"Plenty of other guys had a shot at this, I know," Fonda said. "Nick Nolte turned it down. Scott Wilson also read for it, I'm pretty sure, and lord only knows who else. So when I first walked into that room to do my reading I was nervous as hell. My hair was down to my shoulders then. Of course I was ready to cut it if they said the word, but that was the first time they laid eyes on me, so I wondered how they were gonna respond to me. But just then I felt something coming from Victor, reaching out to me. It was like a massive weight lifting itself off my shoulders. I knew then that it was going to work. Afterward, Victor said, `It's time for us to open up a bottle of red wine and celebrate.'

"Basically, I saw this role as an enormous trust that I couldn't betray. You know what I mean? I'd never done a character like Ulee before, but I tell you what: It's blasted me right out of my pigeonhole and into a bluebird's nest."

Ironically, for a man defined by protracted adolescence, the greatest obstacle to winning the role of his life was the need for a credibly timeworn look. "I was alarmed when I first cut my hair," Fonda recalls. "It took 10 years off me just like that. I thought, man, how am I gonna pull this off? But then I just told myself, `Hey, come on Peter; it's called acting!'"

Clearly, though, Fonda had long, intimate access to resources not available to the competition. The weary, upright, more than slightly butt-headed Ulysses Jackson was a dominant presence in his life long before he ever read the script of Ulee's Gold. "It's my father, yeah. He was a bit like that, you know. When I was developing the character I kind of took that familiar image and transposed it from the perspective of me and Jane when we were growing up to that of the audience. I asked myself why it was that this guy couldn't ever let us in. Then I tried to take those insights and make 'em apparent to the viewer.

"To a greater extent than ever before, I tried to analyze what it was about my dad's work that gave it such impact, and how his directors had been able to get that across on film. I looked at how, in those impassioned speeches in The Grapes of Wrath, [director John] Ford shot him 100% Academy frame, with his face dominating the screen. It's remarkable... sometimes all you'd see moving would be my father's mouth, and that would be the essence of the scene's power. Dad gave full force to Steinbeck's words, the fragile brilliance of their meaning. Any extraneous movements at all might've given them a whole other spin. It was exactly the right way to play those scenes." To some extent, Peter Fonda revisits this minimalist style in his portrayal of Ulee Jackson. But whereas Henry's Tom Joad was struggling to hold his passion in check, Peter's Ulee often seems to be trying in vain to muster an emotion appropriate to the moment. His inability to do so generates an almost visible field of sorrow emanating from his entire body like a static electric charge. It's a performance of remarkable insight, restraint, and compassion. Even more impressive than the sureness of Fonda's observation is the enormity of his tenderness for a man whose hardness and opacity has caused him such lingering pain. Ulee Jackson is a son's forgiveness made flesh.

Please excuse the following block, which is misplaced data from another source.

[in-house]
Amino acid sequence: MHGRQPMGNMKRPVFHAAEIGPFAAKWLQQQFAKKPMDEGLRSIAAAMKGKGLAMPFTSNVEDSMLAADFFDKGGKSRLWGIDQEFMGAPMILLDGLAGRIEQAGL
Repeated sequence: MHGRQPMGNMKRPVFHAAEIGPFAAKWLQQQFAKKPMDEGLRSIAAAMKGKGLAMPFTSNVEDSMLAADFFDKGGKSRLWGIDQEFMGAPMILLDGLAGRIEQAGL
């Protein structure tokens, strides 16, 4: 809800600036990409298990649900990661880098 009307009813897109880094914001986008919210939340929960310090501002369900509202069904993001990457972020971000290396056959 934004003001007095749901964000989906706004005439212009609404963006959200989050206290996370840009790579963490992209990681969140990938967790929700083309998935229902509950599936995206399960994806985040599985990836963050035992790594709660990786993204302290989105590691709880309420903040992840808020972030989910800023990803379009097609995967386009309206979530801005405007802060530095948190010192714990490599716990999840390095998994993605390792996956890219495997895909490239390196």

"Ulee basically is carrying a shovel, and a bucket of his grandkids' dreams that he's about to bury," Fonda says quietly. "He can't help what he is. That's the sad truth of the matter."

And yet, Nunez's ending to his comprehensively wonderful film (in which Fonda's amazing work is only one of many virtues) does offer hope of future happiness for Ulee and family. There's even an open doorway to romance, which Fonda allows his character to step through with an endearingly shy alacrity. It's a feel-good ending that, unlike those of most recent Hollywood offerings, feels completely earned and unforced.

Given Fonda's age and the obvious difficulty of replicating this singular type of success, he's candidly unsure what his next step will be. Directing -- possibly a long-contemplated remake of The Petrified Forest with Bridget Fonda in the Bette Davis role -- remains a possibility. And of course, further acting opportunities are now likely to sprout like mushrooms after a rain.

"This is so sudden that I honestly can't tell you what's next," Fonda said, sounding like a man so drunk on the sweetness of the moment that he can't be bothered to map out the rest of his life. "I'll keep working, sure. And when it's time for me to quit, I'll know. As I see it, one day in the future I'll be making a film, and that last scene will wrap. I'll go check the negative out, make sure there's no scratches on it, then I'll walk out. And that'll be that."


Ulee's Gold opens Friday, June 27 at the Village Theatre.